Botanical Name : Tecoma stans (L.) Juss. ex Kunth
Family : Bignoniaceae (Jacaranda family)
Tecoma stans is a species of flowering perennial shrub in the trumpet vine family, Bignoniaceae, that is native to the Americas. Common names include yellow trumpetbush, yellow bells, yellow elder, ginger-thomas. Tecoma stans is the official flower of the United States Virgin Islands and the floral emblem of The Bahamas.
Names in different Indian languages :
English : Yellow bells, Yellow trumpet, Yellow-Elder
Hindi : Piliya
Kannada : Koranechellar
Tamil : Sonnapatti
Telugu : Pachagotla
Bengali : Chandaprabha
Marathi : Ghanti ful
Nepali : Ghata Pushpa, Saawari
Bignonia stans L
Stenolobium stans (L.) Seem.
Tecoma stans (L.) Kunth var. Stans
Tecoma stans (L.) Kunth var. velutinaDC.
A large shrub or small, much-branched, tree usually growing 1.5 to 5 m tall, but occasionally reaching 10 m in height. The younger stems are smooth, hairless (glabrous) and greenish in colour. They are slightly four-angled in cross-section (quadrangular) and turn pale brown or reddish-brown in colour as they age. The bark on the main stem is light brown to pale grey in colour, furrowed, and relatively rough in texture. The leaves (10-25 cm long) are arranged in pairs (oppositely arranged) and are borne on slender stalks (petioles) 1-9 cm long. They are compound (pinnate) with 3-13 leaflets, but usually have 3-7 leaflets. The leaflets are narrowly egg-shaped in outline with broad end at base (ovate-lanceolate) or elongated in shape (25-100 mm long and 8-30 mm wide) and have a pointed tip (acuminate apex). Their margins are irregularly and sharply toothed (serrated) and they are mostly hairless (glabrous), though a few hairs may be present on their undersides near the midrib.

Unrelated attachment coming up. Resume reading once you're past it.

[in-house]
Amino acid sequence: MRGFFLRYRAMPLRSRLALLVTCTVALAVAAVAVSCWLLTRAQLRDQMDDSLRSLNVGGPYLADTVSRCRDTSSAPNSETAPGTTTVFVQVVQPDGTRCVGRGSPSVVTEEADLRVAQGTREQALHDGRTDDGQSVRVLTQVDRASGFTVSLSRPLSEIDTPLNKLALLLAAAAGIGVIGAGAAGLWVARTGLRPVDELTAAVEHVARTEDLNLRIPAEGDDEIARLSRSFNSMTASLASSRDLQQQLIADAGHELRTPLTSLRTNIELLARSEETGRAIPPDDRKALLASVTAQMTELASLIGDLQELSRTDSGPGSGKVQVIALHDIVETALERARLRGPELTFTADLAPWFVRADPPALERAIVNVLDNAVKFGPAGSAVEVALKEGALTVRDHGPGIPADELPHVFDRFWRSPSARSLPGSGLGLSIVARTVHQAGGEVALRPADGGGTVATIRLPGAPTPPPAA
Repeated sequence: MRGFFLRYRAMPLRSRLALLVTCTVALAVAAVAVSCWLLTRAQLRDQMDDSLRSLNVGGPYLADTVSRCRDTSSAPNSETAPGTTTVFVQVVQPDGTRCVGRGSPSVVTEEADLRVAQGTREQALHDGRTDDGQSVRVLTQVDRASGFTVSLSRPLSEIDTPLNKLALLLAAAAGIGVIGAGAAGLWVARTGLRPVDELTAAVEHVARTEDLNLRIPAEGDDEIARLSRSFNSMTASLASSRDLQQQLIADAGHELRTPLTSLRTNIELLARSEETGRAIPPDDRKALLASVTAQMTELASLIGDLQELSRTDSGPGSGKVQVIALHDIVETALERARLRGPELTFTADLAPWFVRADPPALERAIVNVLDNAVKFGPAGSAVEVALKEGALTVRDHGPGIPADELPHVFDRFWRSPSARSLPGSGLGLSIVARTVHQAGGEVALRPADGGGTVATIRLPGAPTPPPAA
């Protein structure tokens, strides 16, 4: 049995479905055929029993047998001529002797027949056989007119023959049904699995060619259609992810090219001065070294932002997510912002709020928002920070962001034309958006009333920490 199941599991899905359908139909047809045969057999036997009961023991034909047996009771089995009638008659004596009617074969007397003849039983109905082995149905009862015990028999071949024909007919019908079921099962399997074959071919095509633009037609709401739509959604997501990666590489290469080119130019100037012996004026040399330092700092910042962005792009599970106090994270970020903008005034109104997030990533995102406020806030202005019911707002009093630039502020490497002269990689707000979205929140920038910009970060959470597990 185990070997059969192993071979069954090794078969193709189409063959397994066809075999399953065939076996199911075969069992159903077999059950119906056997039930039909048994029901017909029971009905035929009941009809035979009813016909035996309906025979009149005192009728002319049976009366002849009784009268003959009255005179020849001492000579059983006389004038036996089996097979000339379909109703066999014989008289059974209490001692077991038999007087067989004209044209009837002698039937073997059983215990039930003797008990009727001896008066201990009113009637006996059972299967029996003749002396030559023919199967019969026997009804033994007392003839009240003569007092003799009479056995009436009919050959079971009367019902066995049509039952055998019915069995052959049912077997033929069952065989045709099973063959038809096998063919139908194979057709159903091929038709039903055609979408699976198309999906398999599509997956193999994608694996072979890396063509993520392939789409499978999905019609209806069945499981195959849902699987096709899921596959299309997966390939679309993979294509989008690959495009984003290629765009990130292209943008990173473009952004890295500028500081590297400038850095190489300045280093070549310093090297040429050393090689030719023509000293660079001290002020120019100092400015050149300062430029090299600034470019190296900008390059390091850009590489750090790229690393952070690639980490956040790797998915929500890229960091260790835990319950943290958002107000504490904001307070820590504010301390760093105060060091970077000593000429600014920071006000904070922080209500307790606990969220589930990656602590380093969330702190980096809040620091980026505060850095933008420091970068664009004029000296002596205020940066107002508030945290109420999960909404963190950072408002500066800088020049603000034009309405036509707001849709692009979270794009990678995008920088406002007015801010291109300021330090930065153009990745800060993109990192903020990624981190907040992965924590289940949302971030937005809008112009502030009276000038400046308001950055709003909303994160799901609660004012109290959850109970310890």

The showy flowers are borne in several-flowered clusters (5-15 cm long) that are first produced at the ends of the branches (in terminal clusters), and then later in the leaf forks (axils) near the tips of the branches (in axillary clusters). These flowers are bright yellow in colour, tubular in shape, and borne on short stalks (pedicels) that are somewhat curved or twisted. The flower tube (corolla tube) is 30-50 mm long and has five rounded lobes that are 8-30 mm long. There are several faint reddish lines in the throat of the flower, which is slightly ridged and hairy. Flowering may occur throughout the year. The fruit are large, elongated (linear), and somewhat flattened (compressed) capsules (10-30 cm long and 5-20 mm wide). These fruit turn from green to brown in colour as they mature and finally split open to release numerous papery seeds.
The seeds are very flat, oblong in shape (7-8 mm long and about 4 mm wide), and have a transparent wing at each end (the size of entire seed including the wings is about 20 x 6 mm).
Distribution & Habitat :
A plant of drier areas in the tropics and subtropics, it can be found at elevations from sea level to around 2,000 metres. It grows best in areas where annual daytime temperatures are within the range 15 – 25°c, but can tolerate 10 – 35°c. The plant is intolerant of frost. It prefers a mean annual rainfall in the range 500 – 700mm, but tolerates 400 – 800mm. Trees can perform well in areas of less than the recommended rainfall but need to be irrigated; they can also grow at higher altitudes than recommended, but is then said to be slow in flowering. Requires a sunny position. Prefers clay loams, but tolerates most types of fertile, well-drained soils and is particularly tolerant of alkaline conditions. Prefers a pH in the range 6 – 8.5, tolerating 5.5 – 9. Established plants are drought tolerant. The plant has escaped from cultivation and become naturalised in some areas. It is capable of forming dense thickets and crowding out native species. Plants can flower all year round. The flower buds pop when squeezed.
Medicinal uses :
A leaf infusion can be taken orally for treating diabetes and stomach pains.
A strong leaf and root decoction is taken orally as a diuretic, to treat syphilis or for intestinal worms. The flowers are diuretic